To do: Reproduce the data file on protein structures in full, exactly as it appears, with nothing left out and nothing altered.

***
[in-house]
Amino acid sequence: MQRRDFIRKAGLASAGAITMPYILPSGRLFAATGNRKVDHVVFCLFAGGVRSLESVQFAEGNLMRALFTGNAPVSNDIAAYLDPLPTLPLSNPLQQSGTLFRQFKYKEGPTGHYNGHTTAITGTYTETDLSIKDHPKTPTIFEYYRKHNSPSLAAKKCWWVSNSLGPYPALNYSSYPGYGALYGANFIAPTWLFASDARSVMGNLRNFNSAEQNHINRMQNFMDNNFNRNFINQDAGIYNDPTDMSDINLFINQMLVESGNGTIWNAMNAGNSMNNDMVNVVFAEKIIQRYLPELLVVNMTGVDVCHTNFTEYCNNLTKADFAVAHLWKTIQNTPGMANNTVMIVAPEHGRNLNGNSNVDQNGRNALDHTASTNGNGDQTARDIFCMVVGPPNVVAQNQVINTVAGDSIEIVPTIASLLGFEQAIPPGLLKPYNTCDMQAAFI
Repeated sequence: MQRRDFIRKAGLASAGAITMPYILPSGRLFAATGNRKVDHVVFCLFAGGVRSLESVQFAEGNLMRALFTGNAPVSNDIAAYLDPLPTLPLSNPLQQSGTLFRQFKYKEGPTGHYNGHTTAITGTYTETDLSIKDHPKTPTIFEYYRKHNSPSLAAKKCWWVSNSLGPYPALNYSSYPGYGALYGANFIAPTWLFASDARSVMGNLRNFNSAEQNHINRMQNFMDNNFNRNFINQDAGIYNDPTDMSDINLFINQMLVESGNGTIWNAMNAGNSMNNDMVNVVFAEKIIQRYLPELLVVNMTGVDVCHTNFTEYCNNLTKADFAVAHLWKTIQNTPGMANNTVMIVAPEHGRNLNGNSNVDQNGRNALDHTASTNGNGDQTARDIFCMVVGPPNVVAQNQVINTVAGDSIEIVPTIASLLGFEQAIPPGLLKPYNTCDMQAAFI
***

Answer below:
[in-house]
Amino acid sequence: MQRRDFIRKAGLASAGAITMPYILPSGRLFAATGNRKVDHVVFCLFAGGVRSLESVQFAEGNLMRALFTGNAPVSNDIAAYLDPLPTLPLSNPLQQSGTLFRQFKYKEGPTGHYNGHTTAITGTYTETDLSIKDHPKTPTIFEYYRKHNSPSLAAKKCWWVSNSLGPYPALNYSSYPGYGALYGANFIAPTWLFASDARSVMGNLRNFNSAEQNHINRMQNFMDNNFNRNFINQDAGIYNDPTDMSDINLFINQMLVESGNGTIWNAMNAGNSMNNDMVNVVFAEKIIQRYLPELLVVNMTGVDVCHTNFTEYCNNLTKADFAVAHLWKTIQNTPGMANNTVMIVAPEHGRNLNGNSNVDQNGRNALDHTASTNGNGDQTARDIFCMVVGPPNVVAQNQVINTVAGDSIEIVPTIASLLGFEQAIPPGLLKPYNTCDMQAAFI
Repeated sequence: MQRRDFIRKAGLASAGAITMPYILPSGRLFAATGNRKVDHVVFCLFAGGVRSLESVQFAEGNLMRALFTGNAPVSNDIAAYLDPLPTLPLSNPLQQSGTLFRQFKYKEGPTGHYNGHTTAITGTYTETDLSIKDHPKTPTIFEYYRKHNSPSLAAKKCWWVSNSLGPYPALNYSSYPGYGALYGANFIAPTWLFASDARSVMGNLRNFNSAEQNHINRMQNFMDNNFNRNFINQDAGIYNDPTDMSDINLFINQMLVESGNGTIWNAMNAGNSMNNDMVNVVFAEKIIQRYLPELLVVNMTGVDVCHTNFTEYCNNLTKADFAVAHLWKTIQNTPGMANNTVMIVAPEHGRNLNGNSNVDQNGRNALDHTASTNGNGDQTARDIFCMVVGPPNVVAQNQVINTVAGDSIEIVPTIASLLGFEQAIPPGLLKPYNTCDMQAAFI